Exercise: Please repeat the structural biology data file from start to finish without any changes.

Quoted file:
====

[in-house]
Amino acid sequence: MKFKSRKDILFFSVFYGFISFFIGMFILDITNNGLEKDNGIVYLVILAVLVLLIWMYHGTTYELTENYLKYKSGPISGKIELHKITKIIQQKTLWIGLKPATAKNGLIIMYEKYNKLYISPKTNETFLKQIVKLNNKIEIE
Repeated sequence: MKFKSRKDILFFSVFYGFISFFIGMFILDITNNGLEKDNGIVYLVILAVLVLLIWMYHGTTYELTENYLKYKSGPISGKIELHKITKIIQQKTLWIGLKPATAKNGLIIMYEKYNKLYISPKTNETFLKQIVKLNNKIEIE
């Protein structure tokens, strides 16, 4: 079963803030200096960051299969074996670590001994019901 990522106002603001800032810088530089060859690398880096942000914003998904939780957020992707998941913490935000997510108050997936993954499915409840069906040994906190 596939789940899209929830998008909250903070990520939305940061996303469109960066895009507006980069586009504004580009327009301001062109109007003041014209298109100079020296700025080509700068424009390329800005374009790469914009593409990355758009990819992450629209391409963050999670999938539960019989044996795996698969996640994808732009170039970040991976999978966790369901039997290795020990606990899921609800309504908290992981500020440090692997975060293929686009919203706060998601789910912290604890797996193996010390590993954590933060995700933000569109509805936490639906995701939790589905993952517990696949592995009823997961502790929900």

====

[in-house]
Amino acid sequence: MKFKSRKDILFFSVFYGFISFFIGMFILDITNNGLEKDNGIVYLVILAVLVLLIWMYHGTTYELTENYLKYKSGPISGKIELHKITKIIQQKTLWIGLKPATAKNGLIIMYEKYNKLYISPKTNETFLKQIVKLNNKIEIE
Repeated sequence: MKFKSRKDILFFSVFYGFISFFIGMFILDITNNGLEKDNGIVYLVILAVLVLLIWMYHGTTYELTENYLKYKSGPISGKIELHKITKIIQQKTLWIGLKPATAKNGLIIMYEKYNKLYISPKTNETFLKQIVKLNNKIEIE
């Protein structure tokens, strides 16, 4: 079963803030200096960051299969074996670590001994019901 990522106002603001800032810088530089060859690398880096942000914003998904939780957020992707998941913490935000997510108050997936993954499915409840069906040994906190 596939789940899209929830998008909250903070990520939305940061996303469109960066895009507006980069586009504004580009327009301001062109109007003041014209298109100079020296700025080509700068424009390329800005374009790469914009593409990355758009990819992450629209391409963050999670999938539960019989044996795996698969996640994808732009170039970040991976999978966790369901039997290795020990606990899921609800309504908290992981500020440090692997975060293929686009919203706060998601789910912290604890797996193996010390590993954590933060995700933000569109509805936490639906995701939790589905993952517990696949592995009823997961502790929900």